What Exactly is Fund Transfer Pricing?
Fund transfer pricing (FTP) is a process used in banking to measure the performance of different business units of a bank. Like other top business schools, INSEAD carries out a great deal of teaching and research in all aspects of banking and finance. One of our greatest experts in this field is Professor Jean Dermine, who has advised central banks, commercial banks and international organizations. In the following interview, he presents his views.
What exactly is fund transfer pricing?
Fund transfer pricing is a method used by bankers to evaluate the profitability of deposits and loans. The challenge, in the case of the former, is as follows. When bankers evaluate the profitability of deposits, they know the cost – the interest to be paid on those deposits and the associated operating expenses (such as employee time and IT). However, determining the return is more problematic because deposits are used to finance various types of assets (such as consumer loans, corporate loans, interbank assets, bonds, and fixed assets). An identification of the revenue – known as the fund transfer price – must be made. In fact, it is absolutely essential for accurate pricing of the bank’s commercial products, not to mention performance evaluation and organizational strategy, to have a sound method of calculating the fund transfer price.
And for loans?
For loans, the problem is symmetrical. Bankers know the return on loans, that is, the interest income (net of the expenses incurred by bad debts), but not its funding cost. The reason in this case is that banks use several sources of funds to finance assets (such as demand deposits, savings deposits, time deposits, corporate deposits, interbank deposits, subordinated debt, and equity). Again, they need a specific fund transfer price to evaluate the cost of funding loans.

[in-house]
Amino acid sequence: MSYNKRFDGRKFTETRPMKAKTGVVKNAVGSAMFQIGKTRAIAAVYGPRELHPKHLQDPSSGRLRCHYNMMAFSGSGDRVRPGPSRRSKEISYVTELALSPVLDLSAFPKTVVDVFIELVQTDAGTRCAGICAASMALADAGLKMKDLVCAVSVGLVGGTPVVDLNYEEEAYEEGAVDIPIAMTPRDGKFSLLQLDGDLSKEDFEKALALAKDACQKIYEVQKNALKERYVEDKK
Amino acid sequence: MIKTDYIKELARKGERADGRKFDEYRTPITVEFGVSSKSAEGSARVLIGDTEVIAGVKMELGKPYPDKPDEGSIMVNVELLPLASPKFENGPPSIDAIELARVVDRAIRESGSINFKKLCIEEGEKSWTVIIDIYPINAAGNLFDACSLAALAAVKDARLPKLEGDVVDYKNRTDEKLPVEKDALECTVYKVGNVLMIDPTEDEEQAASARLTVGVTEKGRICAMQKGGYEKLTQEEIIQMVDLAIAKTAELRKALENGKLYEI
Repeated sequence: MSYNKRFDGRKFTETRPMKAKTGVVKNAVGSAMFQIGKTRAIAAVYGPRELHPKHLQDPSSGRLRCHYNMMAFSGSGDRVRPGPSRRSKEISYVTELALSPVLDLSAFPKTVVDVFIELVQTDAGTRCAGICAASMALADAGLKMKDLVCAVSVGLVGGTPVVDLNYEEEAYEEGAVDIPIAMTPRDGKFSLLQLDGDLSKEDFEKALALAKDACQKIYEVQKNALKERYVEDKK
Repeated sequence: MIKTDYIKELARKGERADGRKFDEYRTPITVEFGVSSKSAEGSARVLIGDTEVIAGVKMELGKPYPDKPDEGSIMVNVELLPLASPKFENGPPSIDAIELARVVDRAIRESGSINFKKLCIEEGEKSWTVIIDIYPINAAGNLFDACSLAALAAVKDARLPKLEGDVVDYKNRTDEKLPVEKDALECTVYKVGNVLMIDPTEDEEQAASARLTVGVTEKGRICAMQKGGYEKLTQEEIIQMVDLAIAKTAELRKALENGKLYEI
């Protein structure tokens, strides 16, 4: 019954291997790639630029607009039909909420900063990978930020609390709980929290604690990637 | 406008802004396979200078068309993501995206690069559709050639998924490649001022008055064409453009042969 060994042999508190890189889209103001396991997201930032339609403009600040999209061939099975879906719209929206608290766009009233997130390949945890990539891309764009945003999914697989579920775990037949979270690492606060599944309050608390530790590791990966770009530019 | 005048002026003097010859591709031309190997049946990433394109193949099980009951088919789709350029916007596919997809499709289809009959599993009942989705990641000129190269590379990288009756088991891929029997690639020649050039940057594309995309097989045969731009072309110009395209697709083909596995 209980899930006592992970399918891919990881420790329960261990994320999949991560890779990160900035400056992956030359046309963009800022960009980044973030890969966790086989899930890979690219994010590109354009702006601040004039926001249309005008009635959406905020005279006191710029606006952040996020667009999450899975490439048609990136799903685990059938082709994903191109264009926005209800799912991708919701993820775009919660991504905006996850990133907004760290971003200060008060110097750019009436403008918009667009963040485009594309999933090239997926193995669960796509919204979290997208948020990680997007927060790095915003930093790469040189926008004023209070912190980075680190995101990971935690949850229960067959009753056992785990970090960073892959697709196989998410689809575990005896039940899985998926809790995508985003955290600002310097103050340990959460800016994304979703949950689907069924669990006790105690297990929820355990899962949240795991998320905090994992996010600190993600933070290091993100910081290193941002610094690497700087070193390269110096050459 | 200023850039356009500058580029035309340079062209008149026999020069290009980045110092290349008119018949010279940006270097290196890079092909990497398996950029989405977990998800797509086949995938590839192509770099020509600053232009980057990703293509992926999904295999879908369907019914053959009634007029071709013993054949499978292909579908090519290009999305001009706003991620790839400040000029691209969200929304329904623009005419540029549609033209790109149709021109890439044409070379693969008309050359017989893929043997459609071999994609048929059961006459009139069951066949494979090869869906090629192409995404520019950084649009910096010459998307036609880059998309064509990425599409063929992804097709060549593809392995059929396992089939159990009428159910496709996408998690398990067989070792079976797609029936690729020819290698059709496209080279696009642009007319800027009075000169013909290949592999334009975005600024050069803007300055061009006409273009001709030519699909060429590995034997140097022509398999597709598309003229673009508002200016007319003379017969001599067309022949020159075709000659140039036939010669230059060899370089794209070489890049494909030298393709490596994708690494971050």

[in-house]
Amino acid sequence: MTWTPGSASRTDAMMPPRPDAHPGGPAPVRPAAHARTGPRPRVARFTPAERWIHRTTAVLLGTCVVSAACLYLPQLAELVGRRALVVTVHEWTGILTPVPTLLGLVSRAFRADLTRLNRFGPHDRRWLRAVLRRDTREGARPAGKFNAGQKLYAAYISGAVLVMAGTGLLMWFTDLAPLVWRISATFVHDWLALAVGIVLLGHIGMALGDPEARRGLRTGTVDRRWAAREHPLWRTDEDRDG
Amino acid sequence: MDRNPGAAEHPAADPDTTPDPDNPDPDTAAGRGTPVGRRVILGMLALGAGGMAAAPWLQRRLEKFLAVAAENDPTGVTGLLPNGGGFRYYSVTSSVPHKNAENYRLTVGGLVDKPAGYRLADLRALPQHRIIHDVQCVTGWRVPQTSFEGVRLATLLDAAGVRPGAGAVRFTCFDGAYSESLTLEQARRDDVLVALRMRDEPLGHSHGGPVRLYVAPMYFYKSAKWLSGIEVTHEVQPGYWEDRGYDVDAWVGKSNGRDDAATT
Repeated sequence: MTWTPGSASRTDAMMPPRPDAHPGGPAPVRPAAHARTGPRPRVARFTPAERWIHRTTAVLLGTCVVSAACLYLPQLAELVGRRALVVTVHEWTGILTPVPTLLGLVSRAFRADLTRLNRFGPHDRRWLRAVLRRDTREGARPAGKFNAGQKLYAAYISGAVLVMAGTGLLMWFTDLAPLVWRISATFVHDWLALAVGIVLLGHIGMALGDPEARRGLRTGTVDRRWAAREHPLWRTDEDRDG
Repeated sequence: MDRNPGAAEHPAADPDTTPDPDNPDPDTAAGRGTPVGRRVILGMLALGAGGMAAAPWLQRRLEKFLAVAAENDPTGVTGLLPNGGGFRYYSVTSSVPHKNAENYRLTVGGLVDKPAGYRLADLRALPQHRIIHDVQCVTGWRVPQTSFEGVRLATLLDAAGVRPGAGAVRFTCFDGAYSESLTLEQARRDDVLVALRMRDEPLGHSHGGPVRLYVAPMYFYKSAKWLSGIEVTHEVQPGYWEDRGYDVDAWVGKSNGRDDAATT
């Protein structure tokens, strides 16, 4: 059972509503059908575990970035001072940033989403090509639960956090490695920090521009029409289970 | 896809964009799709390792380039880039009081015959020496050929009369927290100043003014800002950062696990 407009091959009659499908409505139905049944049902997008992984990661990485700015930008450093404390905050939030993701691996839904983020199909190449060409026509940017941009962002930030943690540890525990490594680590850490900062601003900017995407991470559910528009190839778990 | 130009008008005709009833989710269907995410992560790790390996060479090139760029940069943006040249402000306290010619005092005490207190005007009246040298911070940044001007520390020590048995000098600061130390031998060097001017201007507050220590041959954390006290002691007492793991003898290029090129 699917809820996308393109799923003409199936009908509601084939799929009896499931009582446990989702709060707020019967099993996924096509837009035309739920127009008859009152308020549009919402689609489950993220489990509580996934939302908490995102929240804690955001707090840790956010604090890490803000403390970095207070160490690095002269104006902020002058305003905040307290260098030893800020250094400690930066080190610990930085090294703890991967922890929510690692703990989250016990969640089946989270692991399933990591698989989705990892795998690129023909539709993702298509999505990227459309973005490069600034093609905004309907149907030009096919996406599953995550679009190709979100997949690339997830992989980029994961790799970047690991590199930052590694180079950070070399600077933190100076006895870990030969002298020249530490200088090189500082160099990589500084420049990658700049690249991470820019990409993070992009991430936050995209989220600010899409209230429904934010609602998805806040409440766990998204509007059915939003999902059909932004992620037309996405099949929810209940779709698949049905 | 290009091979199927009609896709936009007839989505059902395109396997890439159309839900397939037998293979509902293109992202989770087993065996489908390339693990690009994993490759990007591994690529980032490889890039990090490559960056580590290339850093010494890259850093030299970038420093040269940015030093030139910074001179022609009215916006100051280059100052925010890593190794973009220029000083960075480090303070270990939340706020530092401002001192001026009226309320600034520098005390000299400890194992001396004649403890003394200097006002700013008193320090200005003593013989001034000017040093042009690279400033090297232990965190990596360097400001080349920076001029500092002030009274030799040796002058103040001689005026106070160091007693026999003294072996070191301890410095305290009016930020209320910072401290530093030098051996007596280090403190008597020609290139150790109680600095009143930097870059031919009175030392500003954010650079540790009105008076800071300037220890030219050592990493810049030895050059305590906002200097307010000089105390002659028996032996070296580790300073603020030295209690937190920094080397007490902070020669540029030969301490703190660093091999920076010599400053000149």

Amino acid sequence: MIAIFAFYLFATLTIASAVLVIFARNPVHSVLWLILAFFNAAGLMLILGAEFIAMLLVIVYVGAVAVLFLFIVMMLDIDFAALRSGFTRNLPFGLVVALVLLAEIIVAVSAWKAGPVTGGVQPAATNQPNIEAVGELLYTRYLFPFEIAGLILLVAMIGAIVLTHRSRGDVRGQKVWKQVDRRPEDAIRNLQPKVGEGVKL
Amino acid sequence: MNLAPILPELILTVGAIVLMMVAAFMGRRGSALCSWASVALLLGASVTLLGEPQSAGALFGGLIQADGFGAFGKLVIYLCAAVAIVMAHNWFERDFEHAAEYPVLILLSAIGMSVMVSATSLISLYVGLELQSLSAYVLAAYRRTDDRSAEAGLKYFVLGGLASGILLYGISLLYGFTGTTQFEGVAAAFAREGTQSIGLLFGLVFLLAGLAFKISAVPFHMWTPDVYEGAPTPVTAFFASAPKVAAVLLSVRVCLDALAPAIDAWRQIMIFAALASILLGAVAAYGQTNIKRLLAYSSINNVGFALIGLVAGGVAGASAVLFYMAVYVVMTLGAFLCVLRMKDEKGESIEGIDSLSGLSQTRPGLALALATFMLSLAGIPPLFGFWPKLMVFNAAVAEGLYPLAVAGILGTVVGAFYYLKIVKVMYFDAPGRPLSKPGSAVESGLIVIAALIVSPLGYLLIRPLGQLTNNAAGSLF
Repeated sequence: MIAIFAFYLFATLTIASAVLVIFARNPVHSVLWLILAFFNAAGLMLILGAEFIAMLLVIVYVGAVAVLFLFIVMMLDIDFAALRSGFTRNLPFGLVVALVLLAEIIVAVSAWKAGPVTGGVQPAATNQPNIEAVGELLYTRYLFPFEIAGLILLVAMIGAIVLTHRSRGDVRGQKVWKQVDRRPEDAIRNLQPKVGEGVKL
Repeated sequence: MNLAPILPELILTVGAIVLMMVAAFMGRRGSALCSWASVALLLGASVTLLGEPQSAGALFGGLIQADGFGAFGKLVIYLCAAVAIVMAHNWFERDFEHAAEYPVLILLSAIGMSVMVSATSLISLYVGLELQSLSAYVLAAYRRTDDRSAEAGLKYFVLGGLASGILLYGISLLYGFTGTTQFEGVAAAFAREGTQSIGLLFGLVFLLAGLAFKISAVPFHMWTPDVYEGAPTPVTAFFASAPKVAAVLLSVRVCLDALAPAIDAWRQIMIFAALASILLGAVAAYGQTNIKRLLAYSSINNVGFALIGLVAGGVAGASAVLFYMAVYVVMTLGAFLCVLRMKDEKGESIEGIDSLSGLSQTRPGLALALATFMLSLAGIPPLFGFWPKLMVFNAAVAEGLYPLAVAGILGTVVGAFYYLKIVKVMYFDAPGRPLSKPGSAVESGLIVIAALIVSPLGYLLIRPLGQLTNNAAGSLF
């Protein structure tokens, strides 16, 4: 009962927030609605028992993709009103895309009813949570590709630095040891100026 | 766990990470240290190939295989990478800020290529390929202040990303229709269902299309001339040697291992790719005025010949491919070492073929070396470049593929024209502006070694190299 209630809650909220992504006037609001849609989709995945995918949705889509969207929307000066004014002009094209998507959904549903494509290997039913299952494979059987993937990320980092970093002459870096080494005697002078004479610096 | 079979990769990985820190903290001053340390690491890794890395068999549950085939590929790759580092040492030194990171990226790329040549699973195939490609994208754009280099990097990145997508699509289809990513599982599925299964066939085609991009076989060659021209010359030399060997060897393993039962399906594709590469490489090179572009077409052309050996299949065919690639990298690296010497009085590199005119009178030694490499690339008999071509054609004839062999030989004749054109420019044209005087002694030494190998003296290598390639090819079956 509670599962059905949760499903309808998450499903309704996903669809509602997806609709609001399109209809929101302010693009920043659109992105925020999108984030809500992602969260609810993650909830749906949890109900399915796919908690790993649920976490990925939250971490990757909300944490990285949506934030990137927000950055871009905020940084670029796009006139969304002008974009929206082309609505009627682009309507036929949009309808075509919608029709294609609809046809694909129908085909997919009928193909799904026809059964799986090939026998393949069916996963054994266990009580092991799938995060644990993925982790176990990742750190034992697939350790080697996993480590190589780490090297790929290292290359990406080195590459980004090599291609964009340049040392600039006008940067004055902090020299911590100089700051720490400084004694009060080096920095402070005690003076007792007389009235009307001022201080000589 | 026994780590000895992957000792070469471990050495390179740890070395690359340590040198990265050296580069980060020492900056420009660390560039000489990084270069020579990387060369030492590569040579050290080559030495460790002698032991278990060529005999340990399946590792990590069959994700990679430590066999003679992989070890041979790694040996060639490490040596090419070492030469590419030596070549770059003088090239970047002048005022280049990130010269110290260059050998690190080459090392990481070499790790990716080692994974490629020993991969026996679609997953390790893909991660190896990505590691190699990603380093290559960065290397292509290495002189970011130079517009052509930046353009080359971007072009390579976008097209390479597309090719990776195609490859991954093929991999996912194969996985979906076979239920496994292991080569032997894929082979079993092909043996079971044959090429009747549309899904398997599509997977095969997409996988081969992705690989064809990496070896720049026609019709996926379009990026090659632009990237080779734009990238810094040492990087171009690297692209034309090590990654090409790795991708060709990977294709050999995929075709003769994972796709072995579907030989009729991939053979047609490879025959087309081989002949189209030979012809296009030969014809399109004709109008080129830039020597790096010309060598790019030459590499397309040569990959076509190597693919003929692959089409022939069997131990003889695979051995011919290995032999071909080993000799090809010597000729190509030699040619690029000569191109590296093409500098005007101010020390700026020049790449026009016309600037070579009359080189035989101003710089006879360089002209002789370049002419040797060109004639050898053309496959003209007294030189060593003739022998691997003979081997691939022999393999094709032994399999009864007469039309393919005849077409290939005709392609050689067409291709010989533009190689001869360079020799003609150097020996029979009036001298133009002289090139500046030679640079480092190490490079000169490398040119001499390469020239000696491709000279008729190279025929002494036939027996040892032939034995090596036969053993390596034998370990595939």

Why is fund transfer pricing so important right now?
It is particularly important in the light of the recent global banking crisis and the ongoing economic turbulence in the Eurozone. Added to that, implementation of the Basel III round of banking regulations will place an added pressure on banks to maintain a buffer of liquidity.
Can you give a specific example?
An official enquiry, by the Swiss Federal Banking Commission in 2008 found that one of the reasons for the debacle of UBS during the crisis was the evaluation of very risky assets booked in New York with a fund transfer price that reflected the high rating of the overall bank, rather than the products concerned.
What is the main issue today, in your opinion?
There are five issues, in fact, many of which have previously been ignored. And that is where it starts to get technical, sorry! The five issues are: rationing on the interbank market; the creation of a Basel III contingency liquidity buffer; the necessity to adjust fund transfer price to the credit riskiness of specific assets of the bank (as in the case of UBS that I mentioned); the need to include a liquidity premium in the case of long-term funding; and finally the choice of a consistent methodology to incorporate the credit spread on the bank’s own debt due to the perceived risk of bank default.
Could you summarize the problem in a slightly simpler way?
Basically, I believe the foundation approach to fund transfer pricing traditionally used by most banks is no longer sufficient. I have devised an advanced approach that takes into account each of the five issues I mentioned earlier. It is interesting to note that OECD countries can learn a great deal from banks in emerging markets, where the risk of banks defaulting is very real. Most important of all, however, senior managers and board members have to understand all of these issues if they are to ensure long-term value creation for their organizations, as opposed to short-term damage limitation.
Learning more at INSEAD
Learn more about Professor Dermine’s advanced methods for fund transfer pricing by clicking here to download his working paper on the subject. Alternatively, if you are a senior manager or board member of a bank, consider enrolling on one of the two Executive Education programmes that Professor Dermine directs: Risk Management in Banking and Strategic Management in Banking.